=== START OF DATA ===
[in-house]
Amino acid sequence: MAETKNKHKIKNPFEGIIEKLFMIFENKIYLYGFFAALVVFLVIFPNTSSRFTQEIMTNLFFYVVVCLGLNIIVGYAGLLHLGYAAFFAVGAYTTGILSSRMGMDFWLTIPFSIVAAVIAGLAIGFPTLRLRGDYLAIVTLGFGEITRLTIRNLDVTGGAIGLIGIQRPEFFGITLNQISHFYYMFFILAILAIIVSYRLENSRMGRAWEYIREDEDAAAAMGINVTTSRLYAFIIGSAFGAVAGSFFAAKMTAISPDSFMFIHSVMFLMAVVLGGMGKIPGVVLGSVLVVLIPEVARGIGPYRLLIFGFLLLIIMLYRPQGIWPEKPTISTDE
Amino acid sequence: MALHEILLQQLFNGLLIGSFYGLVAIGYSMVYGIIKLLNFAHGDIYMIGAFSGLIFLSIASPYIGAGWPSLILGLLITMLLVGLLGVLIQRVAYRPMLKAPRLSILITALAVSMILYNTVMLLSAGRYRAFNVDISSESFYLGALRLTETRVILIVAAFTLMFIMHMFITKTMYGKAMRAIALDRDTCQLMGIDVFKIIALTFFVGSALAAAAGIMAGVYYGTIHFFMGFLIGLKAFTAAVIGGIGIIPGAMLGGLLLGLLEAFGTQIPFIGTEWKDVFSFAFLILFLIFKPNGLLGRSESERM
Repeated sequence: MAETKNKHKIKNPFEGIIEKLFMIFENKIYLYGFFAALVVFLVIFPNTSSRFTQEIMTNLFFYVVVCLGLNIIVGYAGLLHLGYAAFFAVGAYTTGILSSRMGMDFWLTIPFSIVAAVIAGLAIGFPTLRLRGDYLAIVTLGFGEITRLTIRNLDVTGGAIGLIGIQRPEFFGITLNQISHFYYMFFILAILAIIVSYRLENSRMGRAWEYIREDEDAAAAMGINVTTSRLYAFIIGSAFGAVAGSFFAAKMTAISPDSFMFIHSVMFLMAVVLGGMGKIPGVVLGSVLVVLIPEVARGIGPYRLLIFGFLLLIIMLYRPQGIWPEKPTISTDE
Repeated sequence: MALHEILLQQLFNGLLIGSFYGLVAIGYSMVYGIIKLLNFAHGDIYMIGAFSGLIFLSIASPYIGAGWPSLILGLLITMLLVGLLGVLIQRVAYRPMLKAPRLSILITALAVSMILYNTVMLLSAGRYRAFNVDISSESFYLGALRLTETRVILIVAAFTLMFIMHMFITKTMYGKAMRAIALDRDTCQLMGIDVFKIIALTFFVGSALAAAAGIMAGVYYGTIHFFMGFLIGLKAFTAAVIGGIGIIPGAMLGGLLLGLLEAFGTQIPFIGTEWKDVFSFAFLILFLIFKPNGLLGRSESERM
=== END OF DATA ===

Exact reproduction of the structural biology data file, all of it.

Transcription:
[in-house]
Amino acid sequence: MAETKNKHKIKNPFEGIIEKLFMIFENKIYLYGFFAALVVFLVIFPNTSSRFTQEIMTNLFFYVVVCLGLNIIVGYAGLLHLGYAAFFAVGAYTTGILSSRMGMDFWLTIPFSIVAAVIAGLAIGFPTLRLRGDYLAIVTLGFGEITRLTIRNLDVTGGAIGLIGIQRPEFFGITLNQISHFYYMFFILAILAIIVSYRLENSRMGRAWEYIREDEDAAAAMGINVTTSRLYAFIIGSAFGAVAGSFFAAKMTAISPDSFMFIHSVMFLMAVVLGGMGKIPGVVLGSVLVVLIPEVARGIGPYRLLIFGFLLLIIMLYRPQGIWPEKPTISTDE
Amino acid sequence: MALHEILLQQLFNGLLIGSFYGLVAIGYSMVYGIIKLLNFAHGDIYMIGAFSGLIFLSIASPYIGAGWPSLILGLLITMLLVGLLGVLIQRVAYRPMLKAPRLSILITALAVSMILYNTVMLLSAGRYRAFNVDISSESFYLGALRLTETRVILIVAAFTLMFIMHMFITKTMYGKAMRAIALDRDTCQLMGIDVFKIIALTFFVGSALAAAAGIMAGVYYGTIHFFMGFLIGLKAFTAAVIGGIGIIPGAMLGGLLLGLLEAFGTQIPFIGTEWKDVFSFAFLILFLIFKPNGLLGRSESERM
Repeated sequence: MAETKNKHKIKNPFEGIIEKLFMIFENKIYLYGFFAALVVFLVIFPNTSSRFTQEIMTNLFFYVVVCLGLNIIVGYAGLLHLGYAAFFAVGAYTTGILSSRMGMDFWLTIPFSIVAAVIAGLAIGFPTLRLRGDYLAIVTLGFGEITRLTIRNLDVTGGAIGLIGIQRPEFFGITLNQISHFYYMFFILAILAIIVSYRLENSRMGRAWEYIREDEDAAAAMGINVTTSRLYAFIIGSAFGAVAGSFFAAKMTAISPDSFMFIHSVMFLMAVVLGGMGKIPGVVLGSVLVVLIPEVARGIGPYRLLIFGFLLLIIMLYRPQGIWPEKPTISTDE
Repeated sequence: MALHEILLQQLFNGLLIGSFYGLVAIGYSMVYGIIKLLNFAHGDIYMIGAFSGLIFLSIASPYIGAGWPSLILGLLITMLLVGLLGVLIQRVAYRPMLKAPRLSILITALAVSMILYNTVMLLSAGRYRAFNVDISSESFYLGALRLTETRVILIVAAFTLMFIMHMFITKTMYGKAMRAIALDRDTCQLMGIDVFKIIALTFFVGSALAAAAGIMAGVYYGTIHFFMGFLIGLKAFTAAVIGGIGIIPGAMLGGLLLGLLEAFGTQIPFIGTEWKDVFSFAFLILFLIFKPNGLLGRSESERM